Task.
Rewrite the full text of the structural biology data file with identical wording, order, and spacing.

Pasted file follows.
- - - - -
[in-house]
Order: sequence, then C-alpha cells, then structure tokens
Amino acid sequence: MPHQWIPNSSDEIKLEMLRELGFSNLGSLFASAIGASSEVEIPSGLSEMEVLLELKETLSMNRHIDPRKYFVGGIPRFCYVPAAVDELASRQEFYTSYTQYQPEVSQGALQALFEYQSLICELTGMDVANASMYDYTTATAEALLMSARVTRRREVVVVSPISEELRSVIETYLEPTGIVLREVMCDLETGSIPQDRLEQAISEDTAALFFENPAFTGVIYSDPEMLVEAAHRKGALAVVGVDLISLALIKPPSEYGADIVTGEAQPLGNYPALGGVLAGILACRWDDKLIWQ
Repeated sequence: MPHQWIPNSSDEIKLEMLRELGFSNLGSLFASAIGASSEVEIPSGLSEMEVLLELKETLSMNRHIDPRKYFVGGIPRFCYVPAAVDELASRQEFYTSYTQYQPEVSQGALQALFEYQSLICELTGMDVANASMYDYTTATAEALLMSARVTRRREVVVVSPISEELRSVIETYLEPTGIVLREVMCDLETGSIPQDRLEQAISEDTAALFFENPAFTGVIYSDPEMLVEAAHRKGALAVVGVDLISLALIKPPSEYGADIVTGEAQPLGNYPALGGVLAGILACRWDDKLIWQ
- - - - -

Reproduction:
[in-house]
Order: sequence, then C-alpha cells, then structure tokens
Amino acid sequence: MPHQWIPNSSDEIKLEMLRELGFSNLGSLFASAIGASSEVEIPSGLSEMEVLLELKETLSMNRHIDPRKYFVGGIPRFCYVPAAVDELASRQEFYTSYTQYQPEVSQGALQALFEYQSLICELTGMDVANASMYDYTTATAEALLMSARVTRRREVVVVSPISEELRSVIETYLEPTGIVLREVMCDLETGSIPQDRLEQAISEDTAALFFENPAFTGVIYSDPEMLVEAAHRKGALAVVGVDLISLALIKPPSEYGADIVTGEAQPLGNYPALGGVLAGILACRWDDKLIWQ
Repeated sequence: MPHQWIPNSSDEIKLEMLRELGFSNLGSLFASAIGASSEVEIPSGLSEMEVLLELKETLSMNRHIDPRKYFVGGIPRFCYVPAAVDELASRQEFYTSYTQYQPEVSQGALQALFEYQSLICELTGMDVANASMYDYTTATAEALLMSARVTRRREVVVVSPISEELRSVIETYLEPTGIVLREVMCDLETGSIPQDRLEQAISEDTAALFFENPAFTGVIYSDPEMLVEAAHRKGALAVVGVDLISLALIKPPSEYGADIVTGEAQPLGNYPALGGVLAGILACRWDDKLIWQ